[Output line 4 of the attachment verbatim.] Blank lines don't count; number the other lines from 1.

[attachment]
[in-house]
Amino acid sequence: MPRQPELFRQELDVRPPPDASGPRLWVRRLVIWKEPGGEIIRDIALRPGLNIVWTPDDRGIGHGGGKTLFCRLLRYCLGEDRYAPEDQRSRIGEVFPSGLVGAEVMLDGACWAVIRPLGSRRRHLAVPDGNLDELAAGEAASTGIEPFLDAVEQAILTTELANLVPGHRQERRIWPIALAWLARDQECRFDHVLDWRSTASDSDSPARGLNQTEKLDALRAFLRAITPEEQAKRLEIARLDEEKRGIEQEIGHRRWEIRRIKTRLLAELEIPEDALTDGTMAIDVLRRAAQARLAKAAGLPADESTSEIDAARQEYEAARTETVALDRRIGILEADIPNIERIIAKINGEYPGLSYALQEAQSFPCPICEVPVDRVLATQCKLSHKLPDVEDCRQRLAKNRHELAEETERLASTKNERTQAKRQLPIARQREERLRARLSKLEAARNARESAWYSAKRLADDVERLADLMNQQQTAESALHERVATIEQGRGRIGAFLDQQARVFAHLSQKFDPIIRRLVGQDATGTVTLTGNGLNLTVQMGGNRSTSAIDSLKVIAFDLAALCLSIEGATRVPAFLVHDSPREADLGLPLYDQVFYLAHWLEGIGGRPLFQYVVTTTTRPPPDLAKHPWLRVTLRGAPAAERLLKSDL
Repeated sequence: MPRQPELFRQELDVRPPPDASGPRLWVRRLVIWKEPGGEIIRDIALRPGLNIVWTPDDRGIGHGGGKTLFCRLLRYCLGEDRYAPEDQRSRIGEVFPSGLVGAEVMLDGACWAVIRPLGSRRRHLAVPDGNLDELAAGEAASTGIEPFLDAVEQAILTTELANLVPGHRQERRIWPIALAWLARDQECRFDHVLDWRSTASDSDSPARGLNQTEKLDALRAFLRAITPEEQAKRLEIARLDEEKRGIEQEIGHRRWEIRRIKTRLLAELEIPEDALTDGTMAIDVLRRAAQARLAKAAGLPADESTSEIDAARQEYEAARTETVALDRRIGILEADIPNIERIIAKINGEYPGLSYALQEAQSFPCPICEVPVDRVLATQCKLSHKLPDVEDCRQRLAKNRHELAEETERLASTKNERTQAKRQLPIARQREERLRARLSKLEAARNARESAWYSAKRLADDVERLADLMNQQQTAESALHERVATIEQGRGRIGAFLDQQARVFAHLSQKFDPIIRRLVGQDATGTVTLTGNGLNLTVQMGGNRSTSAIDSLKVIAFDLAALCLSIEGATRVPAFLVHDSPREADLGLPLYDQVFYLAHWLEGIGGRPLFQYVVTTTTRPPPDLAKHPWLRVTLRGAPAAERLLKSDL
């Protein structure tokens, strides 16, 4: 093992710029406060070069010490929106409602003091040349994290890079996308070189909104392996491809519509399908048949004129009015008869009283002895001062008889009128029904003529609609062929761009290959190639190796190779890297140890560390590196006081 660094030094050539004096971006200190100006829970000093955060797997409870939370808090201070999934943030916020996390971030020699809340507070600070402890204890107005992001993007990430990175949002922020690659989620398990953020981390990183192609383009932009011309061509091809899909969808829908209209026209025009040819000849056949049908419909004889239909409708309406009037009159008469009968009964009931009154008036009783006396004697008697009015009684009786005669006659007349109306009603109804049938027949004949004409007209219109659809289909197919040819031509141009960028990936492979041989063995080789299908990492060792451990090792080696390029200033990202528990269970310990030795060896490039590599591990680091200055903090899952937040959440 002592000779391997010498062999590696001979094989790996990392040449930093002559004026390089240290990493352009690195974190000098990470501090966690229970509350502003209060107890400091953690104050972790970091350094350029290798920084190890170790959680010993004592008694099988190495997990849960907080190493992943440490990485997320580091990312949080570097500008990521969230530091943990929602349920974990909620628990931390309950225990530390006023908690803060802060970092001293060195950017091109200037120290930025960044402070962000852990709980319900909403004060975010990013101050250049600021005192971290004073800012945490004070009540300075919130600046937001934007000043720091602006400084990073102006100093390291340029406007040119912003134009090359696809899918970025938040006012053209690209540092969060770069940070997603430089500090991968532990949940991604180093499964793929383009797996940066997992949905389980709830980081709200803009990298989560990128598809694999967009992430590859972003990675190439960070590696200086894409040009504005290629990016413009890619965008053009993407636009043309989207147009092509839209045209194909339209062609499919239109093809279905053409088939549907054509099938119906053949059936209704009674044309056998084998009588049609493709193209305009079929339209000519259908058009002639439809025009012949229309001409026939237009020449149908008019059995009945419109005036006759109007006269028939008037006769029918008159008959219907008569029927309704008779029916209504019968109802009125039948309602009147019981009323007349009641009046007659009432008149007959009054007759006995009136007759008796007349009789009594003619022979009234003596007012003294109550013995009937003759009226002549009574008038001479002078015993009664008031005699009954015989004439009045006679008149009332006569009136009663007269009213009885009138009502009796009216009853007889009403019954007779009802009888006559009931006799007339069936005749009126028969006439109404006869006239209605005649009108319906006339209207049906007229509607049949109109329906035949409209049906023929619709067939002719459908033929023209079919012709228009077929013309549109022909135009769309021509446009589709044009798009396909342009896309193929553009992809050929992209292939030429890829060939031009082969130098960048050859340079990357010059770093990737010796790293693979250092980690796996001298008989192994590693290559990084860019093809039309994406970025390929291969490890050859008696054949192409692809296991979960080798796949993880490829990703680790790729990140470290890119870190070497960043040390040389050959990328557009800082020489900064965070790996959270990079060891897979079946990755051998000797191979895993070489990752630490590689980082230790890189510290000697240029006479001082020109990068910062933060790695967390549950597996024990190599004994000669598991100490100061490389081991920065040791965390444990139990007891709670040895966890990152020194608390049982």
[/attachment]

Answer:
């Protein structure tokens, strides 16, 4: 093992710029406060070069010490929106409602003091040349994290890079996308070189909104392996491809519509399908048949004129009015008869009283002895001062008889009128029904003529609609062929761009290959190639190796190779890297140890560390590196006081 660094030094050539004096971006200190100006829970000093955060797997409870939370808090201070999934943030916020996390971030020699809340507070600070402890204890107005992001993007990430990175949002922020690659989620398990953020981390990183192609383009932009011309061509091809899909969808829908209209026209025009040819000849056949049908419909004889239909409708309406009037009159008469009968009964009931009154008036009783006396004697008697009015009684009786005669006659007349109306009603109804049938027949004949004409007209219109659809289909197919040819031509141009960028990936492979041989063995080789299908990492060792451990090792080696390029200033990202528990269970310990030795060896490039590599591990680091200055903090899952937040959440 002592000779391997010498062999590696001979094989790996990392040449930093002559004026390089240290990493352009690195974190000098990470501090966690229970509350502003209060107890400091953690104050972790970091350094350029290798920084190890170790959680010993004592008694099988190495997990849960907080190493992943440490990485997320580091990312949080570097500008990521969230530091943990929602349920974990909620628990931390309950225990530390006023908690803060802060970092001293060195950017091109200037120290930025960044402070962000852990709980319900909403004060975010990013101050250049600021005192971290004073800012945490004070009540300075919130600046937001934007000043720091602006400084990073102006100093390291340029406007040119912003134009090359696809899918970025938040006012053209690209540092969060770069940070997603430089500090991968532990949940991604180093499964793929383009797996940066997992949905389980709830980081709200803009990298989560990128598809694999967009992430590859972003990675190439960070590696200086894409040009504005290629990016413009890619965008053009993407636009043309989207147009092509839209045209194909339209062609499919239109093809279905053409088939549907054509099938119906053949059936209704009674044309056998084998009588049609493709193209305009079929339209000519259908058009002639439809025009012949229309001409026939237009020449149908008019059995009945419109005036006759109007006269028939008037006769029918008159008959219907008569029927309704008779029916209504019968109802009125039948309602009147019981009323007349009641009046007659009432008149007959009054007759006995009136007759008796007349009789009594003619022979009234003596007012003294109550013995009937003759009226002549009574008038001479002078015993009664008031005699009954015989004439009045006679008149009332006569009136009663007269009213009885009138009502009796009216009853007889009403019954007779009802009888006559009931006799007339069936005749009126028969006439109404006869006239209605005649009108319906006339209207049906007229509607049949109109329906035949409209049906023929619709067939002719459908033929023209079919012709228009077929013309549109022909135009769309021509446009589709044009798009396909342009896309193929553009992809050929992209292939030429890829060939031009082969130098960048050859340079990357010059770093990737010796790293693979250092980690796996001298008989192994590693290559990084860019093809039309994406970025390929291969490890050859008696054949192409692809296991979960080798796949993880490829990703680790790729990140470290890119870190070497960043040390040389050959990328557009800082020489900064965070790996959270990079060891897979079946990755051998000797191979895993070489990752630490590689980082230790890189510290000697240029006479001082020109990068910062933060790695967390549950597996024990190599004994000669598991100490100061490389081991920065040791965390444990139990007891709670040895966890990152020194608390049982």